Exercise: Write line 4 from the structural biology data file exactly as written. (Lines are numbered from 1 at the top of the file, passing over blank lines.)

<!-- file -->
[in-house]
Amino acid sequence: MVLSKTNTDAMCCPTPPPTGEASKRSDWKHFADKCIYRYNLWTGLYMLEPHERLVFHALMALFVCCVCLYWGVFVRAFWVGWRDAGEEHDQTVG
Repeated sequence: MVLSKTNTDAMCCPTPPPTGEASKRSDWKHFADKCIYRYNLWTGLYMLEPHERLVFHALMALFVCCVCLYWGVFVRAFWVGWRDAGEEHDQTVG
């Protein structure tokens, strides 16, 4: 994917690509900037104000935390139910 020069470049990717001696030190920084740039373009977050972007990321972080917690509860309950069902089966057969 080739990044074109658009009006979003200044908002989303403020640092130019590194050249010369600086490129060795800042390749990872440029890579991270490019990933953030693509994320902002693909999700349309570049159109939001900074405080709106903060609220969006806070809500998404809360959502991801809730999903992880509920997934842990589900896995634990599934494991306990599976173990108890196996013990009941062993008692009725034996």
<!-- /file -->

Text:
């Protein structure tokens, strides 16, 4: 994917690509900037104000935390139910 020069470049990717001696030190920084740039373009977050972007990321972080917690509860309950069902089966057969 080739990044074109658009009006979003200044908002989303403020640092130019590194050249010369600086490129060795800042390749990872440029890579991270490019990933953030693509994320902002693909999700349309570049159109939001900074405080709106903060609220969006806070809500998404809360959502991801809730999903992880509920997934842990589900896995634990599934494991306990599976173990108890196996013990009941062993008692009725034996």